(ORDO NEWS) — Scientists have discovered mysterious objects in the universe, which they called strange radio circles. No one knows what it is.
The discovery is described in a preprint of a scientific article published on arXiv.org.
Astronomers working with the Australian ASKAP radio telescope have discovered three mysterious objects. Another similar object was found by the authors in the archive data of the Indian GMRT radio telescope. This confirms that strange radio circles (odd radio circles, or ORCs) are real, and not the result of an error at the Australian observatory.
“It is not known what” has a rounded shape. Moreover, three of the four objects at the edges are brighter than in the center – this is a kind of ring or bubble. All four objects are visible only in the radio range: they are not detected in the data of optical, infrared and X-ray telescopes.
ORC are not similar to any known celestial bodies, which earned their name. True, astronomers know several classes of round objects, but none of them are suitable for one reason or another. So, planetary nebulae have a different spectrum. Radiocircles cannot be supernova remnants: they are too rare, and it is extremely unlikely that four such objects “crowded” in a small area of the sky.
The apparent diameter of the ORC is about one arcminute (about one-thirtieth of the lunar disk).
How big are these objects really? This is unknown because the distance to them remains a mystery. They can be relatively small and located in the Milky Way or exceed the size of entire galaxies and be very far away. In both cases, the size visible from Earth will be the same.
Astronomers still tend to think that ORCs are outside the Milky Way. Firstly, in the celestial sphere they are located outside the plane of the Galaxy, where the vast majority of its stars and other objects are located. Secondly, when viewed from the Earth, the centers of two of the four radio circles are their own galaxies.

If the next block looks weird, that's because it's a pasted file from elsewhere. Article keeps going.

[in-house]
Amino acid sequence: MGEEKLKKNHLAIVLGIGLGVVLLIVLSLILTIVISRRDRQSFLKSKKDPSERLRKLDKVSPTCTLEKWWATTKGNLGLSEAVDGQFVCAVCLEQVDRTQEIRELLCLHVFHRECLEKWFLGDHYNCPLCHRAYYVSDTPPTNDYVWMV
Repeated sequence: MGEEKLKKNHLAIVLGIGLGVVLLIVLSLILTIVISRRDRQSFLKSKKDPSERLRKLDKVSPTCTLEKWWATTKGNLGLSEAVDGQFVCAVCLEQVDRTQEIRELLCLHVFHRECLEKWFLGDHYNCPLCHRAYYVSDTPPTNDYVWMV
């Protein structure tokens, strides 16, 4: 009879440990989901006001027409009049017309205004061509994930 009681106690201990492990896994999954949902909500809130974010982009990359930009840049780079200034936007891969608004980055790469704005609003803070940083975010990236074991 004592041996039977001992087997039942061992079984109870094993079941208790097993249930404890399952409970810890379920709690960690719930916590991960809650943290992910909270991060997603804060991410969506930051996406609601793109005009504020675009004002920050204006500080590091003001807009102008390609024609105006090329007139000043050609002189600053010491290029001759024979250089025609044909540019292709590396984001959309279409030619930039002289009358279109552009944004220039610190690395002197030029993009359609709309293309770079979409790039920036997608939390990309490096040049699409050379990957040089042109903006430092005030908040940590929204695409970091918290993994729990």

Meanwhile, it cannot be ruled out that these galaxies have nothing to do with the circles, but simply accidentally appeared against their background. In other words, we simply look at these stellar systems through radio circles in the same way as we can look at the Sun through spread fingers.
The authors suggest that they are dealing with a shock wave from some kind of cosmic cataclysm. Possible examples are collisions of neutron stars, gamma-ray bursts and fast radio bursts.
Another hypothesis is that we have before us a stream of matter flowing out of galaxies.
Meanwhile, none of the explanations answers all the questions that have arisen, so scientists still have to figure out what they found.
The scientific work of the authors was sent for publication in the prestigious journal Nature Astronomy. At the moment, it is being analyzed by experts involved in the magazine.
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